Written by Corbett Smith
DISD uses $3 million proposal to put athletic trainers, facilities on individual campuses
Skyline’s do-everything star Derrick Dixon suffered a high-ankle sprain in Zero Week against The Woodlands. In years past, he probably would have been lost for several weeks as he was nursed to recovery.
But, just two weeks after the injury, Dixon had recovered enough that coach Reginald Samples felt comfortable using him in a game if the situation demanded it, thanks in large part to the efforts of Skyline’s new athletic trainer, Cody Legg.
“Cody aggressively worked him out and got him to about 80 percent,” Samples said. “If it was a playoff game, I would have been able to play him.”
Legg was hired under a new Dallas ISD program aimed at placing an athletic trainer and a reasonably equipped training room at each of the district’s 23 high schools.
The additions are thanks to a $3 million proposal that DISD trustees approved in June for the 2013-14 budget. DISD head athletic trainer Phil Francis said he hopes to have 18 trainers in place by the end of October.
“We came back to work in the third week of July, getting ready for preseason football, and now, all of a sudden, we are hiring athletic trainers,” Francis said. “It’s been crazy, but it’s been really exciting, too.”
Samples called the move a huge step forward for DISD athletic programs.
Until this year, DISD headquartered its athletic training staff in satellite offices at five athletic complexes: Jesse Owens, Loos, P.C. Cobb, Forester and Sprague. It was an outdated system, Francis said, with Houston ISD the only large district in the state still using satellite training rooms.
Nearly all other districts in the area, in Classes 3A and larger, have at least one trainer on or near their high school campuses. Allen, for example, has two athletic trainers at its high school and one at its freshman campus. Class 3A Princeton has a full-time athletic trainer.
Under the old regime, those needing treatment would have to drive themselves or hitch a ride with parents, teammates or coaches to the satellite clinic — a hurdle to prompt and comprehensive treatment.
Availability was also an issue, Samples said. Until this year, Skyline — which uses the Forester clinic — shared its athletic trainers with Bryan Adams, Samuell, Seagoville, Spruce and Woodrow Wilson, as well as 10 middle schools.
“When it comes to playoff time, we can’t move guys through injuries,” Samples said. “The availability of getting one-on-one attention with our guys, it’s difficult. This helps us move our injuries along. We’ve been so far behind on that, it just kills us.”
The proposal came through grassroots efforts. The district’s Citizens Budget Review Commission — a committee largely composed of community members who make budget recommendations to the board — originally pitched the idea. Francis and DISD athletic director Jeff Johnson then put together a feasible plan as to its potential cost.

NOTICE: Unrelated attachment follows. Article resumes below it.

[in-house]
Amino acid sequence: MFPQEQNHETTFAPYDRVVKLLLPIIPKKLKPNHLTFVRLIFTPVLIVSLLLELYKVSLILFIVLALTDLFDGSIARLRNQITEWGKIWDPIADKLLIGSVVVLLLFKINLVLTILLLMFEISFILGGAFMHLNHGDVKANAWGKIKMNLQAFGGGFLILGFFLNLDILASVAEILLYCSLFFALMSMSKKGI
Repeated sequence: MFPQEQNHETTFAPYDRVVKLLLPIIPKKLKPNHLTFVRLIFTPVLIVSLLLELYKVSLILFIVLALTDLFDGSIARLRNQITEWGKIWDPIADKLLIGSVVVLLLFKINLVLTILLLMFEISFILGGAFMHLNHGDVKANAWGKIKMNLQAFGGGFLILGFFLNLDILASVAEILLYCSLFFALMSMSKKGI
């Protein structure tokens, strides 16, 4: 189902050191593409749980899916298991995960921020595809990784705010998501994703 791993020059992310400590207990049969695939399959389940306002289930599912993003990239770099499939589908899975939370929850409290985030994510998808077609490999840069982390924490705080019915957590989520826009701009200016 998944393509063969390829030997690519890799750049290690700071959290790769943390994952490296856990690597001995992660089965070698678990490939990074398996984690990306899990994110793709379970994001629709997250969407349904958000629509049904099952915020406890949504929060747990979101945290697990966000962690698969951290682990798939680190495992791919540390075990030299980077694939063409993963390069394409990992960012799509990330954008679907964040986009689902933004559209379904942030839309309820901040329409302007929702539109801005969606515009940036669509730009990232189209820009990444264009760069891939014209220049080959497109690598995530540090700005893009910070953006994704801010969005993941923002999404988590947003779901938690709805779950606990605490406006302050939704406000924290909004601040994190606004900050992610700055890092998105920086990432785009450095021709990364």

“We expected some kind of modification to it, some kind of amendment that would change the dynamics of it,” Francis said. “But to actually have them sign off on the whole document, it never occurred to us at all that it might happen.”
Overhauling an entire athletic training system has been a challenge for Francis and his staff. Facilities are one of the biggest concerns at this point, with several high schools struggling to fit gear such as tubs and ellipticals into retrofitted portable buildings and class rooms — some without water or drain access.
The district will maintain its satellite clinics, using them for diagnosis and long-term rehab, Francis said.
“We know that [the high schools] won’t be able to cover everything,” Francis said. “That’s why we didn’t want to dismantle what we already have in place, because it’s a huge asset to the school district.”
New Adamson trainer Amy Perez, hired from a co-head trainer role at North Garland, said while orders were placed, she didn’t expect a vast majority of her materials to come in until after the football season. Perez didn’t get on campus until Sept. 5, the week of Adamson’s second game.
“I have enough to do the basics,” Perez said. “I’ve got enough of a structure to build off of, but I still need to get supplies and equipment.”
Still, the excitement around the district — from administration to the new athletic trainers to coaching staffs — is obvious.
“When kids are going every other day to Cobb, it’s tough to do,” Adamson coach Josh Ragsdale said. “Now, when we look out there in the mornings, she [Perez] has got them rehabbing. It’s huge. The peace of mind as a head coach, that the kids are getting taken care of, that’s big.
“We get into this for the kids, and we know now they are on a little bit more level playing field like everyone around us.”
Follow Corbett Smith on Twitter at @corbettsmithDMN.